After listening to what little I could provide on Boo's background her first question to me was, Would you be opposed to putting him on psychotropic medication, even if only temporarily? To which I replied, Are you kidding? That's why we're here. Hook me up! Her second directive was to follow the "Protocol for Relaxation" that Melanie refers to. Something Melanie wrote here some time ago was one of the keys to me understanding some of the triggers to Boo's aggression. It has to do with strangers being unpredictable and that a change in the context of the situation creates a trigger in him. I'll let her elaborate,(I did a search here, Melanie but no results came up). I wish I have saved it. But here is a thread you may find helpful.




As for Boo, he is smart, obedient, and the most biddable of my 3 dogs. I really believe with time and structure he can overcome his issues with stranger anxiety.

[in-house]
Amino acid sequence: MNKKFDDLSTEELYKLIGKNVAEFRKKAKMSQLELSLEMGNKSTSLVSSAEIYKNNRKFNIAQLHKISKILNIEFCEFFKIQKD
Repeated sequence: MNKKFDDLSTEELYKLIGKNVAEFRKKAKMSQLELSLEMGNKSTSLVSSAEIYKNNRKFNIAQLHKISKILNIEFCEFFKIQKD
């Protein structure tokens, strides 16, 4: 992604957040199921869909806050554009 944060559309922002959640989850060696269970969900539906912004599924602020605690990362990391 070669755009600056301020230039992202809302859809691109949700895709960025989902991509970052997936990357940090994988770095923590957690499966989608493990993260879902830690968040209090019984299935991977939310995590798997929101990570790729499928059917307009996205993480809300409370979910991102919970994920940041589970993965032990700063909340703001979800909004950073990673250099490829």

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Hello all, and hope you enjoyed your holidays.


I can?t thank everyone enough for the time and thoughtfulness of your comments. After I post this reply I?m going to print this thread out so I can refer to it easily in the future.


Julie, your point is well taken. By abuse, what I refer to is that Yoshi spent most of his puppy-hood tied up in an unfenced back yard. I don?t assume he?s been hit or physically abused, but it?s clear that he was not socialized. I consider this neglect a type of abuse. Resisting the urge to coddle IS critical. From the beginning as we encountered situations that scared Yoshi I would model relaxed direction (although I love Liz?s description of being ?bored? how perfect!) and encourage him to move toward something more desirable. But coddling behaviors can creep in so naturally, that I try to remain ever vigilant!